When I first started looking for a way to mount saddlebags, I though a J-hook might do the trick and allow me to mount a bracket without drilling through the rear fender. What I ended up with was more of an S-hook. The brackets inserted between the fender and the metal frame and attached with bolts. It dropped underneath the fender, then flared outward and dropped down again, giving me the mounting point for a set of standard Honda drop bars. Adding those was easy (and I thread locked the bolts this time) and then I just had to find a set of saddle bags I liked. It all worked out quite nicely, but still didn't give me much space to carry more than a weekend's worth of clothing (and still no shelter or sleeping bag - which means hotelling it).
I had stumbled across the Saddleman's products during my search and ended up picking up one of their smaller bags (a friend of mine picked up the larger one) and was able to test it out on the Durango trip. It worked out really well, but still limited my capacity to nothing more than a long weekend. My bag held up quite nicely, though my friend's (the larger tail bag) tore at one of the seams that trip. I've kept the Saddleman bag I purchased and still use it when I need just a little more cargo. It works out, but still isn't large enough to prevent me from needing to carry a backpack when I have to take a laptop.
After getting the saddlebags mounted and the new seats, I set out searching for a tailbag that would allow me to travel for a week or more. Around the holidays, I found exactly what I needed. The hardest part about finding a tail bag for the fury is that the narrow pillion seat doesn't allow much of a platform to secure a typical tail bag. The Saddleman worked because of the "tunnel" that allows it to sit flush over the rear pillion. Most other tail bags don't seem to have that option. I finally found the Nelson-Rigg tunnel bag that offered good capacity (including fitting a 17-inch laptop) and was easily secured and removed. It has a locking capability, but since it's just cloth, the security is quite limited. Thankfully, it has quick-release straps that I can easily pop, allowing me to carry it as a shoulder bag rather than leave it out.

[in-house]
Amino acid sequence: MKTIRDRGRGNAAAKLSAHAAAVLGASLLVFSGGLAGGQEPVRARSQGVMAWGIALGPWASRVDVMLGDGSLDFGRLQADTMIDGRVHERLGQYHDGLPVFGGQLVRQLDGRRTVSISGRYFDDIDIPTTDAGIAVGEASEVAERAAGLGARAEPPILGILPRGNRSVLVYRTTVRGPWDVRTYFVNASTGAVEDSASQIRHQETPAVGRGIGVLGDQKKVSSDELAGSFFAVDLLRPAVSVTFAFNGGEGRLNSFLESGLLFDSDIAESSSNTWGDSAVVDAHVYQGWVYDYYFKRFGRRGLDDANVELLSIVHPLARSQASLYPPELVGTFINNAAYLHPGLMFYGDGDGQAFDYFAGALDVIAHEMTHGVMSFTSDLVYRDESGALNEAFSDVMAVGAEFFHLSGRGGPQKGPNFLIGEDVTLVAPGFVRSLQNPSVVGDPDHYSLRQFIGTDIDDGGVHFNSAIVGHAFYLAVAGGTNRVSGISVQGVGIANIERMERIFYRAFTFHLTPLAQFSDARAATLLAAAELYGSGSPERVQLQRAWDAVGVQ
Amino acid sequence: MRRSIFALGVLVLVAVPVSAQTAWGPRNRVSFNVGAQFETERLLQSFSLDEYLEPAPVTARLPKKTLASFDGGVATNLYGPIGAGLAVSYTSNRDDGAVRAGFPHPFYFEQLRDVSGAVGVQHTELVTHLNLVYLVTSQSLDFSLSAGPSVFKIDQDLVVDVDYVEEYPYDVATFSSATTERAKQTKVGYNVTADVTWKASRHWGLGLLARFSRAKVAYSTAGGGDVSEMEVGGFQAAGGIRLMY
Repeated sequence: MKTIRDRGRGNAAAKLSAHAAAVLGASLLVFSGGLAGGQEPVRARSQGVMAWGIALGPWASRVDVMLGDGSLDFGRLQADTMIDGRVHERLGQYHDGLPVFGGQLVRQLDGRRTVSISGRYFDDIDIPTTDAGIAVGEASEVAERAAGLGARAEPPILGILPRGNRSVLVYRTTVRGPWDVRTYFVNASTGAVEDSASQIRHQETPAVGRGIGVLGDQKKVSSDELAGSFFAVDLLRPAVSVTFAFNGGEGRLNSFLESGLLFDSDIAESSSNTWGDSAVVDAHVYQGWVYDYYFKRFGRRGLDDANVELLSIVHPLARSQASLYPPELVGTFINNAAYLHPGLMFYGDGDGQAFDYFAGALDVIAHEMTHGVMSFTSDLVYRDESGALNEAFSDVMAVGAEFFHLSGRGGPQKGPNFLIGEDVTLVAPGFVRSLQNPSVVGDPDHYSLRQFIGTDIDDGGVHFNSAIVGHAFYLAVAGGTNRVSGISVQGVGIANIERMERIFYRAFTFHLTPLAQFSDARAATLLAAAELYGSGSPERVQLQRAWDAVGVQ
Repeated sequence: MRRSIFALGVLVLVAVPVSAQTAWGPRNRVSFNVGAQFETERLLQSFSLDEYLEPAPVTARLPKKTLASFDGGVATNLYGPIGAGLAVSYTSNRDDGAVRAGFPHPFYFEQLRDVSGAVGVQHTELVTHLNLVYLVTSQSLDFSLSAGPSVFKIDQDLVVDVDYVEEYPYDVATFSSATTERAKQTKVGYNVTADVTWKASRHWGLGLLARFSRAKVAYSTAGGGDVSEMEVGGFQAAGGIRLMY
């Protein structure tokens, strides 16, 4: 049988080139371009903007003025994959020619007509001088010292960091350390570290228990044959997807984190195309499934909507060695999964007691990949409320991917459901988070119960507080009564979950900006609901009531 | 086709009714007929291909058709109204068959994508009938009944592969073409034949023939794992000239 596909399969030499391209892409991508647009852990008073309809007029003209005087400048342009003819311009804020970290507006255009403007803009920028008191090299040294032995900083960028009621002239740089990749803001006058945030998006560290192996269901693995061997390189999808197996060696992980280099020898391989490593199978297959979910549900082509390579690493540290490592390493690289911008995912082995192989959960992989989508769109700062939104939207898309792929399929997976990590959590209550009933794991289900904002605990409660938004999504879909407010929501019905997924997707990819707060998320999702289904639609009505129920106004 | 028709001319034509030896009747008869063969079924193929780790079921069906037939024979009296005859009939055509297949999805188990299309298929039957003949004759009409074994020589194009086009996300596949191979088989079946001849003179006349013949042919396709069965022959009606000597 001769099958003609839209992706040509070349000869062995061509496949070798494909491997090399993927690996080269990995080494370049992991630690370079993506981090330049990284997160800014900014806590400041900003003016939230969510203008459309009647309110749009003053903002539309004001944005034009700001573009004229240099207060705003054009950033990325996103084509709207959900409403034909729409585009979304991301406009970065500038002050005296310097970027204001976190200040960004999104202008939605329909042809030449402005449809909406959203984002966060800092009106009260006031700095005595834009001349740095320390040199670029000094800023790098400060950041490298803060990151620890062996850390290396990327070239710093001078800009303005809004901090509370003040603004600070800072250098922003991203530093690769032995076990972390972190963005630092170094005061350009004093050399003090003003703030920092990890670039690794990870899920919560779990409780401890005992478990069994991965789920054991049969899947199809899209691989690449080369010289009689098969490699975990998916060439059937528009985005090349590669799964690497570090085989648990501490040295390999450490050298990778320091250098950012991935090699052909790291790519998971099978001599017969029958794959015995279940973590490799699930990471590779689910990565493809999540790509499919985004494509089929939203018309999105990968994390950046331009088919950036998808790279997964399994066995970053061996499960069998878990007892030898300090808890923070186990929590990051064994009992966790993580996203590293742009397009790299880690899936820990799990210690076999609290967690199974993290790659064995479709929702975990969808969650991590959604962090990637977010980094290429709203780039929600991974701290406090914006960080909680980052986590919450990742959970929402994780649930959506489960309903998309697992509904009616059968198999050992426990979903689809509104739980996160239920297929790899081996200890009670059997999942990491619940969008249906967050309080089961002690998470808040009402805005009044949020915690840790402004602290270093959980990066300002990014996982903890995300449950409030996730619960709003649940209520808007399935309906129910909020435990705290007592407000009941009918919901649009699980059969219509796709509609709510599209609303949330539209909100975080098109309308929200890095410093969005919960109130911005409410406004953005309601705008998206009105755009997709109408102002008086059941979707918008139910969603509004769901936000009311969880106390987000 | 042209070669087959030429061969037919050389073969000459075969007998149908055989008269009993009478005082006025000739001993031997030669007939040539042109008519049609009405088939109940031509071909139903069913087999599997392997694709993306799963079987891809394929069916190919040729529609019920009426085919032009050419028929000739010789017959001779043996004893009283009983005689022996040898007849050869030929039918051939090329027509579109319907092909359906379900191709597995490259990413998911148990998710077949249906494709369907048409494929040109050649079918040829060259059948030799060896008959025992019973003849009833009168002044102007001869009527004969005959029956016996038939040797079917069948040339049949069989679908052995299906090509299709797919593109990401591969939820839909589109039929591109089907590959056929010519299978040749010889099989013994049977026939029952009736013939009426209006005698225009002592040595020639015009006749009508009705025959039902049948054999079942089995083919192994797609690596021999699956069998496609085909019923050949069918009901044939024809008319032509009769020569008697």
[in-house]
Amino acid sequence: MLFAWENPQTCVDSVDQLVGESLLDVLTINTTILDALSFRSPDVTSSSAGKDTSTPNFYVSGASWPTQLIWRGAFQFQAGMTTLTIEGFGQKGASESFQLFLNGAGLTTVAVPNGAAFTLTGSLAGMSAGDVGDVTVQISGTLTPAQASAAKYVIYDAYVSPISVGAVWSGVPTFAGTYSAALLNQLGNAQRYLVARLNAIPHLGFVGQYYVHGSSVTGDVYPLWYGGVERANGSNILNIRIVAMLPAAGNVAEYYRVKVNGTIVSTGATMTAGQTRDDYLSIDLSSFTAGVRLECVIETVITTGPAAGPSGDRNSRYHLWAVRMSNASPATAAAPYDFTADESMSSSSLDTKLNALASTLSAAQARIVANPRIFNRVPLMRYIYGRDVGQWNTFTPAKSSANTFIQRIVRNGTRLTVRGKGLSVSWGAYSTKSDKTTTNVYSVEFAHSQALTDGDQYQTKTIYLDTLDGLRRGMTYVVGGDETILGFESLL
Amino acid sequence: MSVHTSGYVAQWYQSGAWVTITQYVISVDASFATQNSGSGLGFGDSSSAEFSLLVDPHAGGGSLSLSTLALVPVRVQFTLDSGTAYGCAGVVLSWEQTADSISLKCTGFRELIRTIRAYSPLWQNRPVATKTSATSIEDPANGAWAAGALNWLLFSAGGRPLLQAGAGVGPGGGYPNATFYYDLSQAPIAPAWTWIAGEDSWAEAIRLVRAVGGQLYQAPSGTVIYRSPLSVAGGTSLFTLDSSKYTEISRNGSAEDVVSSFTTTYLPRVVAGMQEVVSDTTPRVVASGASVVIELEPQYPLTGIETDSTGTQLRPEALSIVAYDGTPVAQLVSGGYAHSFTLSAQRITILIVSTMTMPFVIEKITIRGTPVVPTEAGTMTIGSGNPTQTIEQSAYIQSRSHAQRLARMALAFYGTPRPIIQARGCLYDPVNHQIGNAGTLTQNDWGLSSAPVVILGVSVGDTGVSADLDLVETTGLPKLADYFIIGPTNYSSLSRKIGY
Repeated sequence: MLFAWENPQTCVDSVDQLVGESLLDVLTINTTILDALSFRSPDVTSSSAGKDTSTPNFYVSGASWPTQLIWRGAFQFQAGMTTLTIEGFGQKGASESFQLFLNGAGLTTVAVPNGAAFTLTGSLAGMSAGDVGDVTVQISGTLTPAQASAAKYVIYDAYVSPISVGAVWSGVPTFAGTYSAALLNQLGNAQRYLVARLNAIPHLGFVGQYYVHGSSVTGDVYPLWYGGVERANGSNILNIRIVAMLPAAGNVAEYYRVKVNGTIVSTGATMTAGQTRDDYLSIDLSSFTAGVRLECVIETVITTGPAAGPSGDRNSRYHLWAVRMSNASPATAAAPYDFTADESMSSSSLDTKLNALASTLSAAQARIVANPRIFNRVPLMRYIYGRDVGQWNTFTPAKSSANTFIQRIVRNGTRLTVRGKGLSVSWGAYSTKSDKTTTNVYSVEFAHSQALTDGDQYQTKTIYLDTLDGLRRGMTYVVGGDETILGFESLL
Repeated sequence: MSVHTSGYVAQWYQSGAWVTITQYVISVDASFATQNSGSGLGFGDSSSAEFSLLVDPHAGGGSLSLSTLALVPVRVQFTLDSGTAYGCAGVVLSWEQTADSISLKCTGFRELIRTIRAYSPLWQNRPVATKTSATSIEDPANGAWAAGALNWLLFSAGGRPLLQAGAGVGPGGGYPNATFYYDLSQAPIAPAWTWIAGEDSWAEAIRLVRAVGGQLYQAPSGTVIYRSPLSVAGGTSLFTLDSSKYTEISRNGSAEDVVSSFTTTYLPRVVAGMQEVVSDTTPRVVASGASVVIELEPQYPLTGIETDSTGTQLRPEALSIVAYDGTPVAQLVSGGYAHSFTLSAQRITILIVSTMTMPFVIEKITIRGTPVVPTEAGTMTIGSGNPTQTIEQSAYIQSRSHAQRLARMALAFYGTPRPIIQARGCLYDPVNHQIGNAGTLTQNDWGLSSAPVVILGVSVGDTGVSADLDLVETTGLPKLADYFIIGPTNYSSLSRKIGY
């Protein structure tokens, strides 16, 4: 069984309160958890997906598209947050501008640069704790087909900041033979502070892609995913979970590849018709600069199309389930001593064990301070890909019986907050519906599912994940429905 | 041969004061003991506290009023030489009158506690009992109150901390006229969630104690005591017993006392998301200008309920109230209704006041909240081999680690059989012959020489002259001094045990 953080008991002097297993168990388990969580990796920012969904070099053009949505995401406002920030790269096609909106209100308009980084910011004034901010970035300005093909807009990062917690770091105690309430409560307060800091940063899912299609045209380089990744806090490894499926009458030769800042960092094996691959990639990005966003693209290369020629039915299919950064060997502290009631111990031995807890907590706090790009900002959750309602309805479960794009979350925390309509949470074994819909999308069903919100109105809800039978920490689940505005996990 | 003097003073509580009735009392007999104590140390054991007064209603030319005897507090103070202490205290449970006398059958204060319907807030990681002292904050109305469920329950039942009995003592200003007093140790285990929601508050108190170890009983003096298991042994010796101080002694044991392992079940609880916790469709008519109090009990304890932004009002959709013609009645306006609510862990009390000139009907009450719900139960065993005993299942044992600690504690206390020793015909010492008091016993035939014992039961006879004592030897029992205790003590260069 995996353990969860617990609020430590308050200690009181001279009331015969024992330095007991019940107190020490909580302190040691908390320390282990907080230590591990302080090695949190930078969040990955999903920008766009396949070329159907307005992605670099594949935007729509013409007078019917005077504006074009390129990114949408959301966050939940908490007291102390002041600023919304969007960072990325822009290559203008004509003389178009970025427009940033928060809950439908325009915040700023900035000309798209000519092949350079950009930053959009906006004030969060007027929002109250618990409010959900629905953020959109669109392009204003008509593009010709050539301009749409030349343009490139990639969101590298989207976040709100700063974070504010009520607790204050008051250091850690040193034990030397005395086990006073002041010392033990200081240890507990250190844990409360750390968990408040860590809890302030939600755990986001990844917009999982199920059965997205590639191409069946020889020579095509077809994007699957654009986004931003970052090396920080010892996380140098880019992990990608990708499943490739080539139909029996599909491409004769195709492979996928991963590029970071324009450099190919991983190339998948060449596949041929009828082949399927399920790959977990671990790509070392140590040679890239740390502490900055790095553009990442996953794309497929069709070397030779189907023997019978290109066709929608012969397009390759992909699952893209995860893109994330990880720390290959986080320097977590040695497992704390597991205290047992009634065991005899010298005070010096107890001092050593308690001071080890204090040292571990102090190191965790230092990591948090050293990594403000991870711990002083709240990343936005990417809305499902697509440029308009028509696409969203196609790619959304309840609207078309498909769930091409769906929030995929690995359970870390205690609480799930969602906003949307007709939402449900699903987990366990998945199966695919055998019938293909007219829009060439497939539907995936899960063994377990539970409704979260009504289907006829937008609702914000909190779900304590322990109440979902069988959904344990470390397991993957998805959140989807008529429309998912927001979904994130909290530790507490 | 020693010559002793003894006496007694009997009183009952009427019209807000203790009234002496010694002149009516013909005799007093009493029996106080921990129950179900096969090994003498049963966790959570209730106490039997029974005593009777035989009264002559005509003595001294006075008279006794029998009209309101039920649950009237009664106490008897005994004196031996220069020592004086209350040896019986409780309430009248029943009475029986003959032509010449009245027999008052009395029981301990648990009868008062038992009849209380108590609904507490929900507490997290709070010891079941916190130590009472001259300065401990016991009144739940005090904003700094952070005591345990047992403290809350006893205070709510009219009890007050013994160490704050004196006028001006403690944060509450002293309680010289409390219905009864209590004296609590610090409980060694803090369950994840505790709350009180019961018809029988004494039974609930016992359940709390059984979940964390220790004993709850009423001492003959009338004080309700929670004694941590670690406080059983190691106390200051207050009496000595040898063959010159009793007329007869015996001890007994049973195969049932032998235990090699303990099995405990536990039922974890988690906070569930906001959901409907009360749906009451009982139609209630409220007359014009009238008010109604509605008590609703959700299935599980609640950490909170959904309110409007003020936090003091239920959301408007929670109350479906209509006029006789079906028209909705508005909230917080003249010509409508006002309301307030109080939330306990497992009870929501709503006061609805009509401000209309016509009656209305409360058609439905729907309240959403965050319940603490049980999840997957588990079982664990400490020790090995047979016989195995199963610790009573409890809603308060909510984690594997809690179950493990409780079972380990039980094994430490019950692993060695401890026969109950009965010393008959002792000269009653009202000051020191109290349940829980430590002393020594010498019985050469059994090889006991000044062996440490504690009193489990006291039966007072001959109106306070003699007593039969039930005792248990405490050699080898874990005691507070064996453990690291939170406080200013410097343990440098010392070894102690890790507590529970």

Another concern after my Seattle trip was fuel capacity. In general, I haven't had any problems with the distance between fuel stops, but I did push my luck on day 2 between Vegas and Big Pine, CA. Since the factory rating limits me to about 150 miles, I decided I should play it safe and supplement that. Unfortunately, nobody really makes gas cannisters for motorcycles (lots of 4-wheeler options that attach to a support vehicle or ORV, though). I eventually found fuel cannisters intended for liquid cooking fuel. With some research, I found uncovered information from the manufacturer indicating that they could also be used to store gasoline for up to 3 months. The largest size available was only a liter, so I picked up a couple. It's enough to add about 20 miles to my tank and more than enough to keep me from getting nervous.
I've tried out this setup a few times now with great success. Most recently, I made an overnight trip to Lake Powell with all the necessary camping gear attached for a longer ride (inflatable sleeping pad, backpacking tent, and backpacking sleeping bag). My initial rigging worked just fine, but I changed it up for the return trip, which provided me with a comfortable back rest because of how I cascaded the tent, sleeping bag, and sleeping pad over the front of the bag toward the rear of my solo seat.